Evaluation: This is an outstanding model with demonstratable success in the classroom. Perhaps the best thing about this entire model is that it allows students to work on the content of their class at their own space, inquiring where they see fit. In this regard, the flipped classroom is, in many ways, not unlike a self-directed learning experience. Another wonderful aspect of the Flipped model is that it allows teachers to provide more individualized attention to their students.  I especially love the idea of peer mentoring, as that would be a fantastic way to meet the needs of all students.

 

Sources

Education, T. I. (2017, June 20). Flipped Classroom Model: Why, How, and Overview. Retrieved from https://www.youtube.com/watch?v=BCIxikOq73Q

The importance of Gamification in learning environments

 

McElhose, Nicole

Z

Summary:

I recently read a book by Clive Thompson called, “Smarter than you think: How technology is changing our minds for the better,” and haven’t been able to stop thinking about it. To emphasize the impact that Interest (Interest with a capital I) can have on our memory, and, in turn, on our ability to learn, Thompson dedicates an entire chapter to the exploration of what he refers to as “The Digital School”, which is a treasure trove unto itself.

In this chapter, he looks at video games and how they can be instrumental in various learning environments, whether it’s a classroom or a library. Games, Thompson says, can “provide a pathway for teachers to reveal what students are capable of. They can hook students into reading deeply and excitedly in everything from history to economics” (Thompson, 2010, p. 204).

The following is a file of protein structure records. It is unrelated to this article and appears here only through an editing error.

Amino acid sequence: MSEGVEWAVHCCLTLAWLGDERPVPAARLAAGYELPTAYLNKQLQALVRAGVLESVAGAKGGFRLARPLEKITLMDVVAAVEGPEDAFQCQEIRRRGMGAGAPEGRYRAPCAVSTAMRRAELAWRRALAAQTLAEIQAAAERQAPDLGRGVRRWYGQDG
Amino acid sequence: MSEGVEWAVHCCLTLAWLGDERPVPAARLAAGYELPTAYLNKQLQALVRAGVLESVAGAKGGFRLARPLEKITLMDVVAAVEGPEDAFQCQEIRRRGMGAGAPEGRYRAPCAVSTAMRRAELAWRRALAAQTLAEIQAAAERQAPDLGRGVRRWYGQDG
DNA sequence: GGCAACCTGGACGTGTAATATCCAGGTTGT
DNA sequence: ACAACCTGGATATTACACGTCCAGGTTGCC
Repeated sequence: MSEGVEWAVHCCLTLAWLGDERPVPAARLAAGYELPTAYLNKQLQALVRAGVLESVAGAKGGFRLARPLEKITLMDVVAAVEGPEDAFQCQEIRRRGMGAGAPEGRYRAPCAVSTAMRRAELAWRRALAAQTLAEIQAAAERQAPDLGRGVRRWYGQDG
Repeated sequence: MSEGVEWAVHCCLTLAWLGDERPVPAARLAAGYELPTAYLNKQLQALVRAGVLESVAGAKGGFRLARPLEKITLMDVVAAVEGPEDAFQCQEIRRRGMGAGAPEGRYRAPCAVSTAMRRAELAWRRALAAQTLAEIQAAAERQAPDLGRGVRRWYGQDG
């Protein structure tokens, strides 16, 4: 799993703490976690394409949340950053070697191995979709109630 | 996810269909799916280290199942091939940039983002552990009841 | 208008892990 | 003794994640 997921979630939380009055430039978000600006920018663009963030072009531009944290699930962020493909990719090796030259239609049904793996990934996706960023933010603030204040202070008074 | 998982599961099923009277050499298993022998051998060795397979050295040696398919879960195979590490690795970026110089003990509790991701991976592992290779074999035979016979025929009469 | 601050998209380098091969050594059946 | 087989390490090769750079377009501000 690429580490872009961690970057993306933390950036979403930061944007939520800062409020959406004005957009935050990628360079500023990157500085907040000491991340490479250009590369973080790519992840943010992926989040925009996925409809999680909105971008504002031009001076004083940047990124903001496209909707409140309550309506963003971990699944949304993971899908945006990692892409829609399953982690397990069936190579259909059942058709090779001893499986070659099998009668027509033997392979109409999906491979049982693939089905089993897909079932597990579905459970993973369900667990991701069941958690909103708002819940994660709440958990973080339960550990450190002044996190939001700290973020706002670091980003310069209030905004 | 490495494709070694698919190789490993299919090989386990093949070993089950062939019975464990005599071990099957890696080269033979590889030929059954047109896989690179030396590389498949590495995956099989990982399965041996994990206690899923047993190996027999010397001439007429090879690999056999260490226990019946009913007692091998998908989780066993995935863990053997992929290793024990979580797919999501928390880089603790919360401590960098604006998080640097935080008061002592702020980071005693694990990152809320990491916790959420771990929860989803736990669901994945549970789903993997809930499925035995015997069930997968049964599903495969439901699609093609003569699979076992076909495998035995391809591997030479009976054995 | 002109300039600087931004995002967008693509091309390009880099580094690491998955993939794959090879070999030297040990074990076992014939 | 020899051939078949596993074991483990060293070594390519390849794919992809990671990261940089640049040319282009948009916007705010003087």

Engaging the disengaged, that’s the name of the game, and to prove his point Thompson sites a handful of programs ranging from the miracle-working Kahn Academy to the World of Warcraft (Thompson, 2010, pp. 175-178).

But my favorite example he uses to bring his point home includes a teacher who used a game called Civilization 3 to teach his low-performing group of students about history, economic development, geography, and war. Some of these kids had a 50 percent absentee rate and all of them were repeating the ninth grade. What happened when to these kids when they started playing this game? They skyrocketed to the proverbial moon! They read more to try and improve their game, they worked together to solve problems, and as Thompson notes, they altogether started behaving like scientists (Thompson, 2010, p. 201). Thompson’s brilliant conclusion?